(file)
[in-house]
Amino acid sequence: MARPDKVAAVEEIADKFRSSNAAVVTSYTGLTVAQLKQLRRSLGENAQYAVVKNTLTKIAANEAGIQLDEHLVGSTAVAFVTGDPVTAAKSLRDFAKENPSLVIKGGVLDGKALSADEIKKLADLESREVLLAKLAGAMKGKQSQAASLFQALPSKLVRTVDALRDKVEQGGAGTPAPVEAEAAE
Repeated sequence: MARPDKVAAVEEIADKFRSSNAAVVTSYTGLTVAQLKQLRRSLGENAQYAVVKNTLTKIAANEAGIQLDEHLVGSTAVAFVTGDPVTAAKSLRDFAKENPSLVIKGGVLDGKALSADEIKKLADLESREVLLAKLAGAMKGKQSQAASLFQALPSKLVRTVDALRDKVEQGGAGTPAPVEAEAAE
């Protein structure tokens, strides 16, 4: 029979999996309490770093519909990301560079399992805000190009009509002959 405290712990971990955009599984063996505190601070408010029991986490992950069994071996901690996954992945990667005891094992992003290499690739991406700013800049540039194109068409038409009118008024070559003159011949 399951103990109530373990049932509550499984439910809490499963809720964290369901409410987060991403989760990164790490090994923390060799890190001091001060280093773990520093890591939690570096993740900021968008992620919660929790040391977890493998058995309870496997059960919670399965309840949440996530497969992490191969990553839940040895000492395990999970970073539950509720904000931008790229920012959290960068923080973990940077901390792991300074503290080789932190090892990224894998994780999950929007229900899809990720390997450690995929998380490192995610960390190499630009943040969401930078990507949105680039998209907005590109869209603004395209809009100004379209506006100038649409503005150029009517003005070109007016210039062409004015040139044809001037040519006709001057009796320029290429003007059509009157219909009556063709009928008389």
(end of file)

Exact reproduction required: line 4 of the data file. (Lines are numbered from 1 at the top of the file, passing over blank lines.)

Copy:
């Protein structure tokens, strides 16, 4: 029979999996309490770093519909990301560079399992805000190009009509002959 405290712990971990955009599984063996505190601070408010029991986490992950069994071996901690996954992945990667005891094992992003290499690739991406700013800049540039194109068409038409009118008024070559003159011949 399951103990109530373990049932509550499984439910809490499963809720964290369901409410987060991403989760990164790490090994923390060799890190001091001060280093773990520093890591939690570096993740900021968008992620919660929790040391977890493998058995309870496997059960919670399965309840949440996530497969992490191969990553839940040895000492395990999970970073539950509720904000931008790229920012959290960068923080973990940077901390792991300074503290080789932190090892990224894998994780999950929007229900899809990720390997450690995929998380490192995610960390190499630009943040969401930078990507949105680039998209907005590109869209603004395209809009100004379209506006100038649409503005150029009517003005070109007016210039062409004015040139044809001037040519006709001057009796320029290429003007059509009157219909009556063709009928008389």